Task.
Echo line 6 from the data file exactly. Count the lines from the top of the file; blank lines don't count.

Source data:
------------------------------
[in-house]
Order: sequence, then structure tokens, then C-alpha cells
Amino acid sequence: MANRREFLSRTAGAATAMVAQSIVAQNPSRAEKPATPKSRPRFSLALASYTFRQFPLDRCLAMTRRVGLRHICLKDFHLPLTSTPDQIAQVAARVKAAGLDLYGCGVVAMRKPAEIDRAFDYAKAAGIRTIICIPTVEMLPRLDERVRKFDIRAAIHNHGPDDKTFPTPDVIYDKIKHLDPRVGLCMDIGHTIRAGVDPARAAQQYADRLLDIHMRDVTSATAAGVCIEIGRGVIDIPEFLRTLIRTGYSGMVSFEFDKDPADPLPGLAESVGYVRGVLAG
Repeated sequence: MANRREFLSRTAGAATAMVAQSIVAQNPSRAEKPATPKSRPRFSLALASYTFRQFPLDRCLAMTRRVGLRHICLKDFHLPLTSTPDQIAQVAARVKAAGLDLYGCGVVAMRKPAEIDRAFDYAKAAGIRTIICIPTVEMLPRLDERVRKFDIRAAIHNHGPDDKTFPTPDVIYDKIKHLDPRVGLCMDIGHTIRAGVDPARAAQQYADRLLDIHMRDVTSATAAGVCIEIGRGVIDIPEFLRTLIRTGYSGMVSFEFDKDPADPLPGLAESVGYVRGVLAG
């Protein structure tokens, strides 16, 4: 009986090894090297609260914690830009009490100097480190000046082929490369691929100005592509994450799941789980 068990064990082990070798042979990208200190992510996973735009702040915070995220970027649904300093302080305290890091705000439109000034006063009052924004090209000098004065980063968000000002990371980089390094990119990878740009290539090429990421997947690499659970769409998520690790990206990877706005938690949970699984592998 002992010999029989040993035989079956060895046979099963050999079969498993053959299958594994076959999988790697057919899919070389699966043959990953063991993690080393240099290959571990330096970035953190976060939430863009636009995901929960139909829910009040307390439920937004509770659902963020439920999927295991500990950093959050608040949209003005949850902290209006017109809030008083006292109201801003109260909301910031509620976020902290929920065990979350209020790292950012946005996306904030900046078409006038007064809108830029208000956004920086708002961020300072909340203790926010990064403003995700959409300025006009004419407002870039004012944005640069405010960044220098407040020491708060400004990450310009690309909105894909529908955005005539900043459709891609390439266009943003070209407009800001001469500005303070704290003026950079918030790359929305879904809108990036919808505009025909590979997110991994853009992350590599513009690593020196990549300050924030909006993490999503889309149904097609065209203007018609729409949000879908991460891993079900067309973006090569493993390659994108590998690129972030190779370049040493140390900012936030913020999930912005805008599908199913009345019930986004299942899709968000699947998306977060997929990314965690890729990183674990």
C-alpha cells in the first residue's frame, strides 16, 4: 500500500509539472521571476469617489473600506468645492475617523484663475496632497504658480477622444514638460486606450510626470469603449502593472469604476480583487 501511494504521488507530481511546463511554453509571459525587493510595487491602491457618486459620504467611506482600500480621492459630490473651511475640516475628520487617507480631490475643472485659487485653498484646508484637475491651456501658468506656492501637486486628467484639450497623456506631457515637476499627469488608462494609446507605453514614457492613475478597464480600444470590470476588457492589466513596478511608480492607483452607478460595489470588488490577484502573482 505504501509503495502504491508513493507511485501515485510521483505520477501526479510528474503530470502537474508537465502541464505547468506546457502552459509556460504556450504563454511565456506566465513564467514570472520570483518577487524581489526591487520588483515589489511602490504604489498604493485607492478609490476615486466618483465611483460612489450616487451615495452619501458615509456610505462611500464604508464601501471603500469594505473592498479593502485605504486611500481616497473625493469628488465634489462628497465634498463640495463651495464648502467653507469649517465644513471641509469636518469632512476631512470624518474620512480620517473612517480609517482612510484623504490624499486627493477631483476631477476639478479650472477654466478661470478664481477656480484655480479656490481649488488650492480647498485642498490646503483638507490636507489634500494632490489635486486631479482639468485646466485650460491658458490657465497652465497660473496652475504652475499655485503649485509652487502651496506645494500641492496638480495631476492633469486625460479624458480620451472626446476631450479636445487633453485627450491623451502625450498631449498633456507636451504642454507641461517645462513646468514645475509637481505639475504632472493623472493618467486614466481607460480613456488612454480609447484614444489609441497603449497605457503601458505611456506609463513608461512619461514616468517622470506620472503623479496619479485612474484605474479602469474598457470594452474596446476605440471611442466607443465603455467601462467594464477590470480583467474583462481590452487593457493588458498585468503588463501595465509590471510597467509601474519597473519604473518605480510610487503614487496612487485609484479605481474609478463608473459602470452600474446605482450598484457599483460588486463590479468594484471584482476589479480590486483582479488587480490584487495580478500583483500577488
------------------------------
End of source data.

C-alpha cells in the first residue's frame, strides 16, 4: 500500500509539472521571476469617489473600506468645492475617523484663475496632497504658480477622444514638460486606450510626470469603449502593472469604476480583487 501511494504521488507530481511546463511554453509571459525587493510595487491602491457618486459620504467611506482600500480621492459630490473651511475640516475628520487617507480631490475643472485659487485653498484646508484637475491651456501658468506656492501637486486628467484639450497623456506631457515637476499627469488608462494609446507605453514614457492613475478597464480600444470590470476588457492589466513596478511608480492607483452607478460595489470588488490577484502573482 505504501509503495502504491508513493507511485501515485510521483505520477501526479510528474503530470502537474508537465502541464505547468506546457502552459509556460504556450504563454511565456506566465513564467514570472520570483518577487524581489526591487520588483515589489511602490504604489498604493485607492478609490476615486466618483465611483460612489450616487451615495452619501458615509456610505462611500464604508464601501471603500469594505473592498479593502485605504486611500481616497473625493469628488465634489462628497465634498463640495463651495464648502467653507469649517465644513471641509469636518469632512476631512470624518474620512480620517473612517480609517482612510484623504490624499486627493477631483476631477476639478479650472477654466478661470478664481477656480484655480479656490481649488488650492480647498485642498490646503483638507490636507489634500494632490489635486486631479482639468485646466485650460491658458490657465497652465497660473496652475504652475499655485503649485509652487502651496506645494500641492496638480495631476492633469486625460479624458480620451472626446476631450479636445487633453485627450491623451502625450498631449498633456507636451504642454507641461517645462513646468514645475509637481505639475504632472493623472493618467486614466481607460480613456488612454480609447484614444489609441497603449497605457503601458505611456506609463513608461512619461514616468517622470506620472503623479496619479485612474484605474479602469474598457470594452474596446476605440471611442466607443465603455467601462467594464477590470480583467474583462481590452487593457493588458498585468503588463501595465509590471510597467509601474519597473519604473518605480510610487503614487496612487485609484479605481474609478463608473459602470452600474446605482450598484457599483460588486463590479468594484471584482476589479480590486483582479488587480490584487495580478500583483500577488